MLSing the Good Old Days– A Retrospective on the Degrees

by Alphild Dick, Head Editor, INALJ Washington

MLSing the Good Old Days– A Retrospective on the Degrees

alphild-dickIt was with no small amount of relief that a year ago this month I wrapped up my final year of graduate school and started working. It was the end of five years of graduate education, having (ridiculously) subjected myself to two MA degrees. But even for those with a more moderate approach to education, an MLS program can be a beast–group work, your regular job(s), practica and internships, and special projects with totally unreasonable deadlines. Oh, and plus there is the other thing that you call a “life” that doesn’t tend to patiently wait for you to take care of all this other stuff.

I’ll admit it. The lack of schoolwork during the last year has been glorious. I remembered what it was like to read for fun, nap, and have conversations with people that didn’t revolve around some sort of theory or another. Yet as my other MLS-school friends finish up their degrees this month, I’ve been feeling nostalgic, reflective, thinking about the multitude the things that I learned during my program, both within and without of my program’s curriculum. Although school was aggravating, stressful, and sometimes awful, it undoubtedly helps me be a better professional.

Among the multitude of things I learned include:

1. Creativity counts (a lot). In my technology class, we had to write a three-year tech plan for a library of our choosing. Most of us went with the libraries that we work at and frequented. However, one group decided to do a tech plan for Hogwarts. And you know what? Even though it wasn’t a project you could reproduce in most real-life library settings (except this awesome job in Boulder), thinking outside the box is good for your brain. It’s akin to lying down on the floor and seeing how many socks/tennis balls/loose change is under your couch. A change in perspective will help you find many an amazing thing.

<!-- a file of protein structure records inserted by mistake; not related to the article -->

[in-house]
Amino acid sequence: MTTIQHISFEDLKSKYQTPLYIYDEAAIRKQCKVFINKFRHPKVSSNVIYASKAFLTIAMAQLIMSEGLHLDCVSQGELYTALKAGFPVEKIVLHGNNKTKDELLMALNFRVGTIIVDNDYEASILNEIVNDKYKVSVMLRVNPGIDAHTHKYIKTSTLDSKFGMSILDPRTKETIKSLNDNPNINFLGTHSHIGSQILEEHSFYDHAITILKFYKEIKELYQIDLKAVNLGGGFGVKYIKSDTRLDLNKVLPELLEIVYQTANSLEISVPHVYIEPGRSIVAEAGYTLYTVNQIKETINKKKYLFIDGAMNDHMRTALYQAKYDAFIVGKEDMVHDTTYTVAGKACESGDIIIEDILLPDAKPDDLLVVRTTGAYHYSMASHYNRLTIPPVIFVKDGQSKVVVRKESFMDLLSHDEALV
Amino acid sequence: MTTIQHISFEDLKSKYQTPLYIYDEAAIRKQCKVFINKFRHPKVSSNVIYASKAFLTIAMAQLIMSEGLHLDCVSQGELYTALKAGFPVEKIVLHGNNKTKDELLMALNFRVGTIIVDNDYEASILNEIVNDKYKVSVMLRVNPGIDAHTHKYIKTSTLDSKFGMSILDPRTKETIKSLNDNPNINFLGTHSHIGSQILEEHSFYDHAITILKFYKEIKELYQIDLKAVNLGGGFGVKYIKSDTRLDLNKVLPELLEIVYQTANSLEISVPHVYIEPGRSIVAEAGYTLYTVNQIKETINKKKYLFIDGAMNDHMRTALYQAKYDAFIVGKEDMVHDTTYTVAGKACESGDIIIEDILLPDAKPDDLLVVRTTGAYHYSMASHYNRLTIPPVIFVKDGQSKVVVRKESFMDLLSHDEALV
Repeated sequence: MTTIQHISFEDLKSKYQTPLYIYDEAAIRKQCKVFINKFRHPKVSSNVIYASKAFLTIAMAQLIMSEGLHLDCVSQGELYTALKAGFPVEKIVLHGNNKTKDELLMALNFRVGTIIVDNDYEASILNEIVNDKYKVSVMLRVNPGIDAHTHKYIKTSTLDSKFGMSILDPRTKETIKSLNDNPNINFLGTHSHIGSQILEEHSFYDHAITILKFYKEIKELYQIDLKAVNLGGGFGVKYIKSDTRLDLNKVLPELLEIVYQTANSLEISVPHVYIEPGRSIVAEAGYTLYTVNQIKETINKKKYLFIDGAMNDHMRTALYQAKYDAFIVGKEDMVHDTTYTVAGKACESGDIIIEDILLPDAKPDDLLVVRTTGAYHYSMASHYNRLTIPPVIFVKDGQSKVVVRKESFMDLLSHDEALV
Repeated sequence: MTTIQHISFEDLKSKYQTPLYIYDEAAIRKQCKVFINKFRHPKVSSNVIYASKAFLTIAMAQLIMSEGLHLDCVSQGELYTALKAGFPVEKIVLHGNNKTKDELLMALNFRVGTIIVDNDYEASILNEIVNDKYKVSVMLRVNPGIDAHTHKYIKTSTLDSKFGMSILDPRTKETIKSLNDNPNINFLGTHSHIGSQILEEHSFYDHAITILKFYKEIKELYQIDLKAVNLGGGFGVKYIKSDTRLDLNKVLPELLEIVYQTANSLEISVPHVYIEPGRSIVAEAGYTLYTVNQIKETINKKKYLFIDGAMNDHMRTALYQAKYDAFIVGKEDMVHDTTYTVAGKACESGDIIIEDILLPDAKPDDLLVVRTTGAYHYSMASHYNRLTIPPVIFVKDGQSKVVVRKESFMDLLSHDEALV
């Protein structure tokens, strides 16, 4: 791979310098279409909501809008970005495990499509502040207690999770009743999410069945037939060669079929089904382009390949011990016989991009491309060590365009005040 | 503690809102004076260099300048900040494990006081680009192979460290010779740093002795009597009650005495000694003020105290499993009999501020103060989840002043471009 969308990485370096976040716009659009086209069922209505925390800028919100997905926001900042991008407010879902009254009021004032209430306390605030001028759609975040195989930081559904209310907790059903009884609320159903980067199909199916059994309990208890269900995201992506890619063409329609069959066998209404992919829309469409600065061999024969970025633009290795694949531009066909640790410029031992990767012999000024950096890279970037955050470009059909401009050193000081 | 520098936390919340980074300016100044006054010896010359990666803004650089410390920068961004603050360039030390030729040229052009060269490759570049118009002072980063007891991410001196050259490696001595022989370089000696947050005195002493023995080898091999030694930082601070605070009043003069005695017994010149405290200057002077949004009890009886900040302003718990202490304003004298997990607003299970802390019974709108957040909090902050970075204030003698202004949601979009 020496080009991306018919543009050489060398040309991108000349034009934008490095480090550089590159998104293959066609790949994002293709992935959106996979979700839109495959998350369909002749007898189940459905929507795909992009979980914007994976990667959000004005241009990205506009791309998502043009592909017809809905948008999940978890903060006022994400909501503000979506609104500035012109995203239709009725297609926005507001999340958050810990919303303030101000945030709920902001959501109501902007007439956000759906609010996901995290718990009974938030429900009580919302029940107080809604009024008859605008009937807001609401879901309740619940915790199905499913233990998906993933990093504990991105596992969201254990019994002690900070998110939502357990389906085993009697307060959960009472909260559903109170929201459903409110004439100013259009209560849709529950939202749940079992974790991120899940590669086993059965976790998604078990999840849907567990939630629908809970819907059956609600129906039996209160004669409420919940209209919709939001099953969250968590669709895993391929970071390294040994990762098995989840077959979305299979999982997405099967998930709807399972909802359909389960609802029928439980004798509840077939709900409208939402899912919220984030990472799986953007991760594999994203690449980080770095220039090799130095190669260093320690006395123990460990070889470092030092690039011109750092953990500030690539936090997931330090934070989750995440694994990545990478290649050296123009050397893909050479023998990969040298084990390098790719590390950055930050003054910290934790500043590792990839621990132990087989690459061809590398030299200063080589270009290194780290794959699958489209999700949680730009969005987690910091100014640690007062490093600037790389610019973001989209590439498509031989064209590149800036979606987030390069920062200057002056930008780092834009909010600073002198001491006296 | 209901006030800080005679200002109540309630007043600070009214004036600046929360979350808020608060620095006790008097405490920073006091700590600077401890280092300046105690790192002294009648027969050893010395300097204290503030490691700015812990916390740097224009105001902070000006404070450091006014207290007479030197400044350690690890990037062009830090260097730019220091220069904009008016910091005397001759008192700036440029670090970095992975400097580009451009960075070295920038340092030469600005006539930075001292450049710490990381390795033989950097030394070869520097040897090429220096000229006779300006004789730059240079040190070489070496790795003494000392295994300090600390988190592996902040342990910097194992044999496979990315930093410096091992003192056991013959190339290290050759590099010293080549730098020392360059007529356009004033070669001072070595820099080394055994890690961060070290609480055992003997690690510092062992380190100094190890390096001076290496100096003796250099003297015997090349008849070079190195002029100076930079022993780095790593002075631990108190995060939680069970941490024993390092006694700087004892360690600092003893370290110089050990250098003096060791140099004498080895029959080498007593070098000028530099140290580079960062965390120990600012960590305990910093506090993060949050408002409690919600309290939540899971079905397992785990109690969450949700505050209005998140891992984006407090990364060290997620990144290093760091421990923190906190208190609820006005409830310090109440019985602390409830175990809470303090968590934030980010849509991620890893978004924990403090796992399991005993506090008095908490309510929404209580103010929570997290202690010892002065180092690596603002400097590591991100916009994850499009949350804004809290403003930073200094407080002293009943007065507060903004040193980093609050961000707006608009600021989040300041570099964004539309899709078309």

2. Balance your life. Seriously, when you are trying to squeeze in an extra fifteen minutes of reading for your course on collection development between your shifts at your two jobs; you don’t have any more clean socks or clean coffee mugs; you’re going on three nights with hardly any sleep because you have a group project due the next day; and your dog keeps dropping a tennis ball at your feet, maybe you should pick up the ball and forget the other stuff for a bit. Take moments to relax when you can find them. Your work will be all the better for it. I don’t remember the exact grade I got on any paper, but I do remember going for ice cream with my husband in the middle of a stressful week. I remember a long phone call with my cousin, a night out with my friends. I keep this in mind when I leave work yet find myself tempted to do just one more thing on a project from home. Need advice. INALJ has great articles on this (try this one on self-care and job hunting by Kate Koturski, to start)